Benoit You, MD, PhD, on Ovarian Cancer: Who Benefits From Bevacizumab in the First-Line Setting
2022 ASCO Annual Meeting
Benoit You, MD, PhD, of Lyon University hospital (HCL, France) and GINECO group (France), discusses findings from the GOG-0218 trial of patients with ovarian cancer, which appears to confirm earlier data on the link between poor tumor chemosensitivity and benefit from concurrent plus maintenance bevacizumab. In Dr. You’s validation study, patients who derived the most progression-free and overall survival benefit from bevacizumab were those with high-risk disease (stage IV or incompletely resected stage III) associated with an unfavorable KELIM score (CA-125 kinetic elimination rate constant, calculable online) (Abstract 5553).
Disclaimer: This video transcript has not been proofread or edited and may contain errors.
I presented the results of a validation study done in collaboration with the U.S. GOG group about the patients with ovarian carcinoma who have the maximum benefit from bevacizumab. Bevacizumab has been approved for patients with ovarian carcinoma stage 3 and stage 4. However, there is still a big debate about what patients should actually be treated with bevacizumab, because two main large phase III trials had inconsistent outcomes about the characteristics of patients who had a maximum overall survival benefit, and there was no real biomarker of bevacizumab efficacy. So we assume that the tumor primary chemosensitivity, meaning the sensitivity of the tumor to the first cycle of chemotherapy assessed by the model CA-125 kinetic parameter KELIM, could be an interesting parameter. In an initial study with ICON7 trial, we found that among patients with high-risk disease, meaning stage 3 incompletely resected and stage 4 disease, only those who had unfavorable KELIM score, meaning poly-chemosensitive disease, had the benefit from bevacizumab. So, a validation was needed, and this is what we did with the U.S. GOG group on the trial, the GOG-0218 trial. KELIM was assessed by our team, and then we sent the KELIM score to the statistic team of the GOG group. We had very consistent outcomes. In patients with high-risk disease, only those who had unfavorable KELIM score, meaning poly-chemosensitive disease, had the benefit in overall survival by about 6 months, 29 to 35 months. And in patients with low-risk disease, those who had favorable KELIM, meaning highly chemosensitive disease, they had deleterious effect of bevacizumab on the overall survival by about 17 months. So, in conclusion, the two studies are now very consistent in terms of outcomes. We reconcile the data of the two trials. The survivor cures are very, very similar, and we consider that the tumor primary chemosensitivity is probably a biomarker of bevacizumab efficacy. So bevacizumab should be encouraged in patients with high-risk disease and poly-chemosensitive disease, but should be discouraged in patients with low-risk disease and highly chemosensitive disease. Just of note, KELIM can be calculated online for your patient. You will be requested to enter the dates of the first three cycles of chemotherapy, the value of CA-125, and the dates of CA-125. You press compute and you will have the KELIM score for your patients.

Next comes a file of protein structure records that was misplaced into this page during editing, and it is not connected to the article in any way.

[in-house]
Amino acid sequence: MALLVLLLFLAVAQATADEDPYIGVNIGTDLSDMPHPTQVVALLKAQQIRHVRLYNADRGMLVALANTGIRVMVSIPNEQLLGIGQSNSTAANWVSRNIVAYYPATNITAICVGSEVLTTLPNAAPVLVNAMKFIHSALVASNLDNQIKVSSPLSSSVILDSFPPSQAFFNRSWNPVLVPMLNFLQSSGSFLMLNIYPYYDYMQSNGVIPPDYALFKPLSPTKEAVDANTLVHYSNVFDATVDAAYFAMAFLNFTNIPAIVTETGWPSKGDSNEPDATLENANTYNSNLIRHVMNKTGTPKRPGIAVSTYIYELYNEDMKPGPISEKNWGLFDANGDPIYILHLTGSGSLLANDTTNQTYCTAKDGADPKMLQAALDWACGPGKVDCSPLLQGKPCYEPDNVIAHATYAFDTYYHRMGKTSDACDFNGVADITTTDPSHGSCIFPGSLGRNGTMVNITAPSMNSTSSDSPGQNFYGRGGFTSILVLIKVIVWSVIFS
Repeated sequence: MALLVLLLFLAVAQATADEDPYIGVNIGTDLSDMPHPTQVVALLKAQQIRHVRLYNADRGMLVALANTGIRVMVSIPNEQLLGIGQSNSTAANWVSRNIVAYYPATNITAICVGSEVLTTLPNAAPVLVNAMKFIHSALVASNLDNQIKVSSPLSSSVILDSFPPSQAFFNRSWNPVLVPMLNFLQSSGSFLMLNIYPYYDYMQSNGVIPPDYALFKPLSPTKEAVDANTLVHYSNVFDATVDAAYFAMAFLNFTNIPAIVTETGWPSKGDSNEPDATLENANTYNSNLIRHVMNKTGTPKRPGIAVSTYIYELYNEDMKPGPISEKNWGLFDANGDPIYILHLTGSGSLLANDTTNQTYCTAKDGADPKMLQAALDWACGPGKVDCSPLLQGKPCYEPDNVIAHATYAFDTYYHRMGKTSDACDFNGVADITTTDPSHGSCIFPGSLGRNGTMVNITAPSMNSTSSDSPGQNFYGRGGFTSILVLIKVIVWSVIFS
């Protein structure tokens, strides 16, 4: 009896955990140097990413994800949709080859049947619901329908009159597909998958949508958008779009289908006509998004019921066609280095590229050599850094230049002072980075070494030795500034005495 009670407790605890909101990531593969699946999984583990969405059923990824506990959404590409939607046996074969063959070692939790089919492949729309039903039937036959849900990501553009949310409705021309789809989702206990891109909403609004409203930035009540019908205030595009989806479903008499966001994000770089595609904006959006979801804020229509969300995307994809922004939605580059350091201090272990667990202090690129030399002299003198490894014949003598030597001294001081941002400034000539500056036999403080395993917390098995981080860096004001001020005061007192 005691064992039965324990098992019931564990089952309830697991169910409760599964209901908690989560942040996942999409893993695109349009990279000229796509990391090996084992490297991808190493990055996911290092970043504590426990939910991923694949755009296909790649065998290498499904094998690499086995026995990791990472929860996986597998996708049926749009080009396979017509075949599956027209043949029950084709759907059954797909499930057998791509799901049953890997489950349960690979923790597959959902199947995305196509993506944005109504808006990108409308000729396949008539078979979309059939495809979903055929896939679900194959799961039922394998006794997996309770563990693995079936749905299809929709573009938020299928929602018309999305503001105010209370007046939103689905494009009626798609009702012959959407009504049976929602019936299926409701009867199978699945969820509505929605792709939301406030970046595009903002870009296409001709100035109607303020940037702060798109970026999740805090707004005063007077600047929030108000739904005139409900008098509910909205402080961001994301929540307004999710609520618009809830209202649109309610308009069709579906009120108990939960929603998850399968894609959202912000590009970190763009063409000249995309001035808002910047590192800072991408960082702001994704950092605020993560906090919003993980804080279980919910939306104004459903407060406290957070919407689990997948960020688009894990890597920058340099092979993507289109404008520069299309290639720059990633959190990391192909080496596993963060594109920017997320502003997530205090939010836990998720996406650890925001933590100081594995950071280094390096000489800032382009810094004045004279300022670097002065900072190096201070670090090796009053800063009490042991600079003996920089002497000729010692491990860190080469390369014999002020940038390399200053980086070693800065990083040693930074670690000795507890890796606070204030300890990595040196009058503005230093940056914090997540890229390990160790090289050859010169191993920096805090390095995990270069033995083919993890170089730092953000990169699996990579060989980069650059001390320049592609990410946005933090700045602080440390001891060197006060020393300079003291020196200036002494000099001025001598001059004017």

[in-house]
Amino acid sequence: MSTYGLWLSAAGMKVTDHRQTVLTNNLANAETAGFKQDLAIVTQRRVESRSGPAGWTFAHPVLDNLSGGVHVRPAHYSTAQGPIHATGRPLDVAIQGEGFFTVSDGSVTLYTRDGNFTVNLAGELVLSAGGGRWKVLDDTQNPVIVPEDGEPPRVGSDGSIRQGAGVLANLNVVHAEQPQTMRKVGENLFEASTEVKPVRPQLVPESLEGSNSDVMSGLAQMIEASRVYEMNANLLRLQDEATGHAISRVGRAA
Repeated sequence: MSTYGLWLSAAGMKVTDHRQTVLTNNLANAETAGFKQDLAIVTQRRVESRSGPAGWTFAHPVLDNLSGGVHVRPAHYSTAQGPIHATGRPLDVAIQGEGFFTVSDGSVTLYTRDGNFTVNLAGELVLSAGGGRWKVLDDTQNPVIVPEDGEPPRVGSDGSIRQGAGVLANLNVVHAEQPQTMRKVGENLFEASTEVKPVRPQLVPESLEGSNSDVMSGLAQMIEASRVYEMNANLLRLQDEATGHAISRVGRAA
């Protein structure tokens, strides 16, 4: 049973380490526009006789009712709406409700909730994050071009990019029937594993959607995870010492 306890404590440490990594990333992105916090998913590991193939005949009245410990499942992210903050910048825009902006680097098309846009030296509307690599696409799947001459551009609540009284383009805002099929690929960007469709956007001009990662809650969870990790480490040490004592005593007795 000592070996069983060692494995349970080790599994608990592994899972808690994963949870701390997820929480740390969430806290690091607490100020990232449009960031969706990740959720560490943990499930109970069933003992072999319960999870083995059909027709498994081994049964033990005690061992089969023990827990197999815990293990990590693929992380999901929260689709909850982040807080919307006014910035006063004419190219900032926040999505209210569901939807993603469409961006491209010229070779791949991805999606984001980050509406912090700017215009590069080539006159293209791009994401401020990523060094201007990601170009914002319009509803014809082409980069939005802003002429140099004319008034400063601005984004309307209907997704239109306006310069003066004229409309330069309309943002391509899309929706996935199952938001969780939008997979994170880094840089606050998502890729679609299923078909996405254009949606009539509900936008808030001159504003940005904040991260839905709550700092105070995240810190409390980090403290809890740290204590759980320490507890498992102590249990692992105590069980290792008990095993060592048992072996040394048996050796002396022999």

Stephanie Walker, a former nurse and current activist with the Metastatic Breast Cancer Alliance, discusses findings from the BECOME project (Black Experience of Clinical Trials and Opportunities for Meaningful Engagement). They show that, even though Black patients comprise between 4% and 6% of all clinical trial participants, Black women with metastatic breast cancer are willing to consider taking part if steps were taken to increase their awareness, build trust through clear communication with health-care providers, involve people of shared racial/ethnic identity and health experience, and help patients find and access trials (Abstract 1014).
Erika Hamilton, MD, of Sarah Cannon Research Institute at Tennessee Oncology, discusses phase III data from the DESTINY-Breast03 study, which reinforced the consistent safety profile of fam-trastuzumab deruxtecan-nxki (T-DXd) vs ado-trastuzumab emtansine (T-DM1) in patients with HER2-positive unresectable and/or metastatic breast cancer. The findings also support T-DXd’s risk benefit over that of T-DM1 (Abstract 1000).
Georgina V. Long, MD, PhD, of the Melanoma Institute Australia, The University of Sydney, discusses findings from the NeoTrio trial on neoadjuvant pembrolizumab alone, in sequence with, or concurrent with dabrafenib plus trametinib in patients with resectable BRAF-mutant stage III melanoma. The study may help clinicians determine the optimal combination of therapy (Abstract 9503).
Nabil F. Saba, MD, of Winship Cancer Institute of Emory University, discusses new data from a trial of pembrolizumab and cabozantinib in patients with recurrent metastatic head and neck squamous cell carcinoma. The study met its primary endpoint of overall response rate. The regimen was well tolerated and exhibited encouraging clinical activity in this patient population (Abstract 6008).
Rami Manochakian, MD, of Mayo Clinic Florida, discusses the phase II findings of the NADIM II trial, which confirmed that, in terms of pathologic complete response as well as the feasibility of surgery, combining nivolumab and chemotherapy was superior to chemotherapy alone as a neoadjuvant treatment for locally advanced, resectable stage IIIA non–small cell lung cancer (Abstract 8501).